PMS, perimenopause and menopause have many interesting, seemingly unrelated symptoms. Women can experience any combination of mood swings, insomnia, hot flashes, extreme night sweats, achy joints, headaches, irritability, anxiety, trouble concentrating, and even acne. Some women avoid hormone-induced acne, but for many women, pimples and blemishes are a genuine problem. Some women have avoided pimples since they were teenagers, yet suddenly they have a face full of them. The truth is, though, teens and perimenopausal and menopausal women have a number of things in common. Acne is typically a result of hormone swings, which occurs extensively throughout puberty and menopause. It can be very frustrating for women to endure the added embarrassment of blemishes when they’re struggling to deal with all of the other symptoms of menopause.
Hormonal acne occurs for much the same reason that acne occurs during any other life stage. The skin contains millions of sebaceous glands. These glands produce oil, scientifically termed sebum. Skin cells are constantly regenerated. Old ones die, are sloughed off and quickly replaced. When body hormones such as estrogen, progesterone, testosterone, and DHEA run rampant, the sebaceous glands become sensitive and start producing more sebum than necessary. More skin cells begin to die. As a result, not only do you have a surplus of facial oil, you also have a surplus of dead skin cells. Your body cannot rid itself of the unwanted oil and dead cells fast enough. Facial skin follicles get clogged with oil and dead cells.
White heads occur as a result of bacteria. Excess sebum builds up under the skin, naturally occurring bacteria and the oil combine, creating an inflamed area filled with white puss. Blackheads also occur as a result of the combining of bacteria and oil with the addition of air that has leaked in. As a result, the material caught in the pore turns black. Menopausal acne identical to other acne, however. Both the follicles and sebaceous glands on the face contain an enzyme. This particular enzyme can turn estrogen into the hormone androgen testosterone. This has the ability to increase oil production even further. This leads to even more breakouts than a woman probably had as a teenager. femMED Hormonal Balance can help regulate hormones and reduce testosterone levels.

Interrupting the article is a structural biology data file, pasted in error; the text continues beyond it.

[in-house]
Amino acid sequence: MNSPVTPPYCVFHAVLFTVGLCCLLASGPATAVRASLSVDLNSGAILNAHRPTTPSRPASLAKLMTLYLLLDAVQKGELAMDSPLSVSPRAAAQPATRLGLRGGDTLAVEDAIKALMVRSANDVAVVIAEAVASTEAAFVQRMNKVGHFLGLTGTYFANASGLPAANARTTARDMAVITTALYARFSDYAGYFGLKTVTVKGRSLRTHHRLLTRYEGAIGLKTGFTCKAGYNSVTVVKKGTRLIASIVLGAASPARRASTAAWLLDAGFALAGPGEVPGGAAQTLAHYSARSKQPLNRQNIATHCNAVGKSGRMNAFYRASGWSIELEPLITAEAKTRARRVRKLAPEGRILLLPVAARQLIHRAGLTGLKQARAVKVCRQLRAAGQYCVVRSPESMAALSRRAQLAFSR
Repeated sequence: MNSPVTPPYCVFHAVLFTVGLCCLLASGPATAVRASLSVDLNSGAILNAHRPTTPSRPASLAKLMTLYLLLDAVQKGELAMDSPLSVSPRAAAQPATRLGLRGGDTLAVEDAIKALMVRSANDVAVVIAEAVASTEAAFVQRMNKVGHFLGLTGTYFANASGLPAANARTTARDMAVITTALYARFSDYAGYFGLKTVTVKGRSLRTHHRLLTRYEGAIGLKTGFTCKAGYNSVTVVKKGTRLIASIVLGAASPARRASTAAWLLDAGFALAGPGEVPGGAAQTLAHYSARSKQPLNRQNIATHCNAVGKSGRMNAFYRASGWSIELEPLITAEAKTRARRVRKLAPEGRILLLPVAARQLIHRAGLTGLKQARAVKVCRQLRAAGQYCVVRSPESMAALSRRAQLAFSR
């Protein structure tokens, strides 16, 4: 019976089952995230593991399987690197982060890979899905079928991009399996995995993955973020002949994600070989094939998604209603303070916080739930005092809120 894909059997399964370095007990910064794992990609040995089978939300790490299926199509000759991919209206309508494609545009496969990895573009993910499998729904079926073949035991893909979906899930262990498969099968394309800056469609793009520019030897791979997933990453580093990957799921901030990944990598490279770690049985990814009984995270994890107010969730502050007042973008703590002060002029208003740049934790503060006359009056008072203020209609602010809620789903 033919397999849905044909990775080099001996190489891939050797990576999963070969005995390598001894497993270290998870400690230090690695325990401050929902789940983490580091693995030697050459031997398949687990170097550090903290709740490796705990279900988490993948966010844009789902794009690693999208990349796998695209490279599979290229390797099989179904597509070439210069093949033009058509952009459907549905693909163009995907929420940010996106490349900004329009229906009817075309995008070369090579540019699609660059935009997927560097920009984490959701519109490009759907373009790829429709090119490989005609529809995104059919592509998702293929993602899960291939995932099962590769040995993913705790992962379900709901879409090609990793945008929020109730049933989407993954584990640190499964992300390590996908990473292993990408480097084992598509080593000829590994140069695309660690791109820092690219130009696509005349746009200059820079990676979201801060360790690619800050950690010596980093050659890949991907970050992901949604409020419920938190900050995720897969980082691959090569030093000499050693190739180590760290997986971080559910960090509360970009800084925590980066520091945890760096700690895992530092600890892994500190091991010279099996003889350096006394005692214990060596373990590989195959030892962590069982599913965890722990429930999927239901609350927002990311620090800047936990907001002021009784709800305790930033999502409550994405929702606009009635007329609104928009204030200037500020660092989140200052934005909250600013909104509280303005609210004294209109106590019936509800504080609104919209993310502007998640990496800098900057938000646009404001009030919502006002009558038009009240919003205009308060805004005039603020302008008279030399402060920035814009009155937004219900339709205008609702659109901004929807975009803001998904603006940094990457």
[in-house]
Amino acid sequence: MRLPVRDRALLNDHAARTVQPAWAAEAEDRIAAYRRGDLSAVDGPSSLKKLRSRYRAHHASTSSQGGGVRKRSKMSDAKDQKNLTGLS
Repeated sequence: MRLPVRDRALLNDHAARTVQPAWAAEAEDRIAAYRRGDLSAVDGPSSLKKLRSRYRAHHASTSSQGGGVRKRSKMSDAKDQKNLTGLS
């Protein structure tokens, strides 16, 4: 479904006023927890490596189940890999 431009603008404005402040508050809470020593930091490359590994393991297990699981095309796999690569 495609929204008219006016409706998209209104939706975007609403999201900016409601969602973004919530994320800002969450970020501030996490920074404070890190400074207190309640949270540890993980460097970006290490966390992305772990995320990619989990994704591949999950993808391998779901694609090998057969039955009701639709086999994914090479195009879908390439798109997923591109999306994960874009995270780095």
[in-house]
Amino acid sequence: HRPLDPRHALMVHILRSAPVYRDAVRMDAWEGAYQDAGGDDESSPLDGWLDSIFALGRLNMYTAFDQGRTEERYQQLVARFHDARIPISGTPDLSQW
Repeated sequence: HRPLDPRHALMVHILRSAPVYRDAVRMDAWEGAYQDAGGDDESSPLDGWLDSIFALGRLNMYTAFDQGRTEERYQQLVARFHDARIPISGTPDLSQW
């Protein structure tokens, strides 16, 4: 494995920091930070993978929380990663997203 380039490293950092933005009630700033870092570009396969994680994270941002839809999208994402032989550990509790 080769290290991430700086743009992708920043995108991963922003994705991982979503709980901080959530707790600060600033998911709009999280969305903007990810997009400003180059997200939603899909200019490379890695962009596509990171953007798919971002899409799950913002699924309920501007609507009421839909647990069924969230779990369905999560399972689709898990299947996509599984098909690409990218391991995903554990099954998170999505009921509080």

Hormonal acne can be extremely frustrating. There are, however, ways to alleviate it. Begin by examining your diet. It is important to eat foods that are high in fiber and calcium. It is also recommended to cut back on your fat and carbohydrate intake. Carbohydrates can turn insulin into androgen testosterone. This androgen too can increase the skin’s sebum production. Additionally, you might want ensure that you are consuming eight to ten glasses of water each day.
In addition to diet and supplements, you should cleanse your skin a minimum of twice daily. Regular exfoliation rids the skin of those dead cells. Also, it is beneficial to use a toner to close open pores.
Natural Ways to Get Rid of Acne
- Wash your face twice daily. Be careful not to over wash your face, though, as this can cause more acne flare-ups.
- Use hypoallergenic products and mild soaps whenever possible. For natural acne skin care, it is important to use products that are not irritating to the skin.
- Clean your bed sheets, especially your pillowcase, weekly with mild, chemical-free detergent.
- Avoid foods that are high in sugar or fried, are processed (particularly carbohydrates), contain trans fatty acids, or are made with partially hydrogenated oils
- There are also a number of supplements you may want to take, including zinc and saw palmetto (both which of are known to help reduce testosterone levels). femMED Homonal Balance works to reduce testosterone levels and includes saw palmetto as one of it’s ingredients.
- Another popular home remedy for acne is the use of topical tea tree oil. Although tea tree oil takes longer to be effective, many people prefer it over benzoyl peroxide because it has fewer side effects.